We’re told Industry 4.0 is an industrial revolution as significant as the transition from cottage industries to the Henry Ford assembly line. Such transitions take years, and Industry 4.0 is no different. The puzzle pieces are starting to appear. The challenge is seeing how they all fit together.

To find out, let’s try a thought experiment and imagine what a custom precision sheet metal fab shop of the future might look like. First, having excess machine capacity is conventional practice. The more excess capacity an operation has, the more demand variability it can handle, and—with so many lanes on the shop floor highway—the smoother jobs can flow from one step to the next.

An operation has just one or two extraordinarily high-powered fiber lasers, perhaps in conjunction with a punch/laser combo system (for form-tool capabilities), feeding a collection of automatic-tool-change press brakes, each of which can be robotized or operated manually depending on the job, made possible through advances in programming and safeguarding.

If something has a QR code, its usage is being tracked. For instance, tooling usage would be tracked every time a brake or punch tool is inserted and every time a machine cycles. And that tracking information is not just used to see when it’s time to sharpen or buy a new tool. It is integrated with job costing data, quoting data, and general market data to guide both technology and business development.

Machines continually send data to a server, run on-site by the fabricator or off-site by the machine OEM or third party. The idea is to compare operational data with data from other machines and other shops. In this way, the machines learn and, ultimately, become more adaptable.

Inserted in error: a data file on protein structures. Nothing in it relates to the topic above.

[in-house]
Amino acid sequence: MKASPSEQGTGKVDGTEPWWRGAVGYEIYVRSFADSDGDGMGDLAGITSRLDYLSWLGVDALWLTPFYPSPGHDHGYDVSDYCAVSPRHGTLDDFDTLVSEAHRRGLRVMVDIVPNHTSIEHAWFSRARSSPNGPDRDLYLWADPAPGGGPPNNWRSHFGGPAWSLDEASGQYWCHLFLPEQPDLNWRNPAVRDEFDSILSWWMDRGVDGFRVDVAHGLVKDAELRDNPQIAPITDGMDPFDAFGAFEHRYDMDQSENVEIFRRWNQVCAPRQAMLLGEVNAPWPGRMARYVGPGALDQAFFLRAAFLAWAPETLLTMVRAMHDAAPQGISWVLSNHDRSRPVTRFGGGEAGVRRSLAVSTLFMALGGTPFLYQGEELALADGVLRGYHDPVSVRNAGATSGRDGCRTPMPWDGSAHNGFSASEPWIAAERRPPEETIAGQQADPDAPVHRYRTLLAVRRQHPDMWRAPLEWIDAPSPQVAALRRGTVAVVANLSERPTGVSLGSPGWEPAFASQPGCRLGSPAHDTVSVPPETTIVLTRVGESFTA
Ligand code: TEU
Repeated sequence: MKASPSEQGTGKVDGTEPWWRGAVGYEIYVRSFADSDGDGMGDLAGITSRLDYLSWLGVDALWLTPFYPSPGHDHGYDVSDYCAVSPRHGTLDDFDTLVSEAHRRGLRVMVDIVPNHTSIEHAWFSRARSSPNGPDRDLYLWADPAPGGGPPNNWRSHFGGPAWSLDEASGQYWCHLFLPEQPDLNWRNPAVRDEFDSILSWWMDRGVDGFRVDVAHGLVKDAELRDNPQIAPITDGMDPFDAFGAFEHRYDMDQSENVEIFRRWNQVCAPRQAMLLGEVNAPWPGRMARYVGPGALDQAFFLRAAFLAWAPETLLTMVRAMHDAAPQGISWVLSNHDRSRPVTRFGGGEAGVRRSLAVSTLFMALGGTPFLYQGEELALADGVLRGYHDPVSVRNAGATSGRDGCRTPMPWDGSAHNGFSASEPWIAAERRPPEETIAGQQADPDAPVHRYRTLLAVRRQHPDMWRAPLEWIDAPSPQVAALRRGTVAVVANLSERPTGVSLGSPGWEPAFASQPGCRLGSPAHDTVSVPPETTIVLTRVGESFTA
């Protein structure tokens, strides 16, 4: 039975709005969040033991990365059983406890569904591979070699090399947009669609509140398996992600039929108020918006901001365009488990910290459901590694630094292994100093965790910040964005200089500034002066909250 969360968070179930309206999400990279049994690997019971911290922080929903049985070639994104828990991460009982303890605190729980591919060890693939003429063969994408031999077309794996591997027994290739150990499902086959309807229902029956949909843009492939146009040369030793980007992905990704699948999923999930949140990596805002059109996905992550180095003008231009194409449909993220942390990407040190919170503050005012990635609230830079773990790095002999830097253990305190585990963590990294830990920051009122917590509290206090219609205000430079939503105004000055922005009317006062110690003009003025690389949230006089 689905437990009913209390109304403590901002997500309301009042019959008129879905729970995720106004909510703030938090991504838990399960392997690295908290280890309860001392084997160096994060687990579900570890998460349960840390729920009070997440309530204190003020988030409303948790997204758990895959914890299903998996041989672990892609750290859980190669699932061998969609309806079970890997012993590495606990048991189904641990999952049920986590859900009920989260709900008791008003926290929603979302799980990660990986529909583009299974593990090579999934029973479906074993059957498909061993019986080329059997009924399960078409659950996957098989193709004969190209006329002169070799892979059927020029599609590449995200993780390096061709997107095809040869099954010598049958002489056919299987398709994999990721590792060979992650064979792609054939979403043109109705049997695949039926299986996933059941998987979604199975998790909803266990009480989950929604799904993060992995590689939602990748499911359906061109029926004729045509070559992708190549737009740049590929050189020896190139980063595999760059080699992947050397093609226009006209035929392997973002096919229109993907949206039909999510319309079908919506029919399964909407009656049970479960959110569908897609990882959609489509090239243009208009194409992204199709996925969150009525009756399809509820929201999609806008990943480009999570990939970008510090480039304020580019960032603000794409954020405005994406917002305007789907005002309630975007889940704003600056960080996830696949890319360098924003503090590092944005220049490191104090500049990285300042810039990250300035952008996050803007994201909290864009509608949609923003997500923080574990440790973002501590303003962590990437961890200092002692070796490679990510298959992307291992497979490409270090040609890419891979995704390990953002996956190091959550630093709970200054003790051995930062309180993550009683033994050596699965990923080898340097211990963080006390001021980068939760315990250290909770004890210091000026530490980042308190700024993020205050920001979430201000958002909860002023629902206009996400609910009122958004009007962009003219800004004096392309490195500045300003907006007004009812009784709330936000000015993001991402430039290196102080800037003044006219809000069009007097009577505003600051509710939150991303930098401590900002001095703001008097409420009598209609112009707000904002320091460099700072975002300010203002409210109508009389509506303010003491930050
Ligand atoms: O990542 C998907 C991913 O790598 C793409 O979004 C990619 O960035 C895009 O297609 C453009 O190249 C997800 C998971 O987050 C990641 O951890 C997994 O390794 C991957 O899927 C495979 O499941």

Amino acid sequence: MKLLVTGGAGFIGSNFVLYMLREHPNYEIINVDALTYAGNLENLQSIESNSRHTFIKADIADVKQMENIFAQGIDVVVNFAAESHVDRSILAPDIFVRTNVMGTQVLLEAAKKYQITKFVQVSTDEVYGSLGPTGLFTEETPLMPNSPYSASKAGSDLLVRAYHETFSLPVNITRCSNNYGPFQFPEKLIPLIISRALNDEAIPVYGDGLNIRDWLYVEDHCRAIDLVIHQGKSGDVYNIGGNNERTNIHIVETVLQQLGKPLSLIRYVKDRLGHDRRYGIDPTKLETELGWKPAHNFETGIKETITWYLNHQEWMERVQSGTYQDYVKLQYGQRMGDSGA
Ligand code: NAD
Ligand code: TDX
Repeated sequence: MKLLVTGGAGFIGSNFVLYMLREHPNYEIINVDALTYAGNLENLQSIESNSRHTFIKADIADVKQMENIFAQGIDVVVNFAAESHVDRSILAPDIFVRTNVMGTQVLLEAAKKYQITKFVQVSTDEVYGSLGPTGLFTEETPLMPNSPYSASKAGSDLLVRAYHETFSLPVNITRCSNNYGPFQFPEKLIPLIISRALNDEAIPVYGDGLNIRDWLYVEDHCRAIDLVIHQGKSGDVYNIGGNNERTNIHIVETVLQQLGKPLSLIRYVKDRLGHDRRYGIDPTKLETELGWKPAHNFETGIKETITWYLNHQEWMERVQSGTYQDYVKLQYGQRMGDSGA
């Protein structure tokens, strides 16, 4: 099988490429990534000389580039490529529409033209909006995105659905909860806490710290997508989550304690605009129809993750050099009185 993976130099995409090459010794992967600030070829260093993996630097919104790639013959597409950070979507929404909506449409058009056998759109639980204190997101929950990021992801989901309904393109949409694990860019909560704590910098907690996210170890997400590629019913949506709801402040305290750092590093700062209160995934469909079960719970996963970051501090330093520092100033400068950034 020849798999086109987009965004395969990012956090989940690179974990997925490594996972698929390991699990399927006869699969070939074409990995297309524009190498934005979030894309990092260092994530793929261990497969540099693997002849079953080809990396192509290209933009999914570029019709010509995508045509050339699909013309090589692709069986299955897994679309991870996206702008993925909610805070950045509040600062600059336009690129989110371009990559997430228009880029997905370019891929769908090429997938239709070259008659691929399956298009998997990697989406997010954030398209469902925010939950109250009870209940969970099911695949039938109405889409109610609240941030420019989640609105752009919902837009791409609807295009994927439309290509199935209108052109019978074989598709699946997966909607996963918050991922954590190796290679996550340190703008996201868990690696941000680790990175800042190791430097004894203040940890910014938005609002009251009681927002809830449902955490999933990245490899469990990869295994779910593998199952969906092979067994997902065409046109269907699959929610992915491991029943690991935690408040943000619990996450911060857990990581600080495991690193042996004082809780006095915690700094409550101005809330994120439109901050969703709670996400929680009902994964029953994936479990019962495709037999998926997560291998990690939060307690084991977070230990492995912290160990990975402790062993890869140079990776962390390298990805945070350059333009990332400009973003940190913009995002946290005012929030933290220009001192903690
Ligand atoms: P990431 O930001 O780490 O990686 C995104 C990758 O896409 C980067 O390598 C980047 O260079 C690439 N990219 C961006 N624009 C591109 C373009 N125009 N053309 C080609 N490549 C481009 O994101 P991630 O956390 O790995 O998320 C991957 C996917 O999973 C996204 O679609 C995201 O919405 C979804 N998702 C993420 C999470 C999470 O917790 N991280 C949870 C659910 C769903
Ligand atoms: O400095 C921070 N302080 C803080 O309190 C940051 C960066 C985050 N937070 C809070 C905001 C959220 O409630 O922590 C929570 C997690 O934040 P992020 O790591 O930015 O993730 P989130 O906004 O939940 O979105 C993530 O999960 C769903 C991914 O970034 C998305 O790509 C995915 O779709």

Lasers adapt to different surface conditions and slight thickness variations; part offloading adapts to the nest at hand, producing information the company’s automated nesting engine can use. This in turn is connected directly to a customer-facing, web-based quoting engine that automates order processing.

Extending this further, data could be sent to material suppliers so they can perfect their own leveling and processing. A long and skinny part cut from a sheet full of stress can spring up and crash a head. The right leveling technology at the service center (roller, stretcher leveling, etc.) should, at least in part, mitigate the problem.

Back at the fab shop, parts flow from cutting to bending to welding to powder coating, and in each operation adaptable automation plays a prominent role. For instance, in powder coating, a robot wielding a spray gun operates with a vision system that produces a “digital twin” that gives the robot an image of the part hanging in front of it. Connected to an artificial intelligence (AI) engine, the robot instantly “learns” how to spray the workpiece for complete coverage.

Read more: What will the future metal fabricator look like?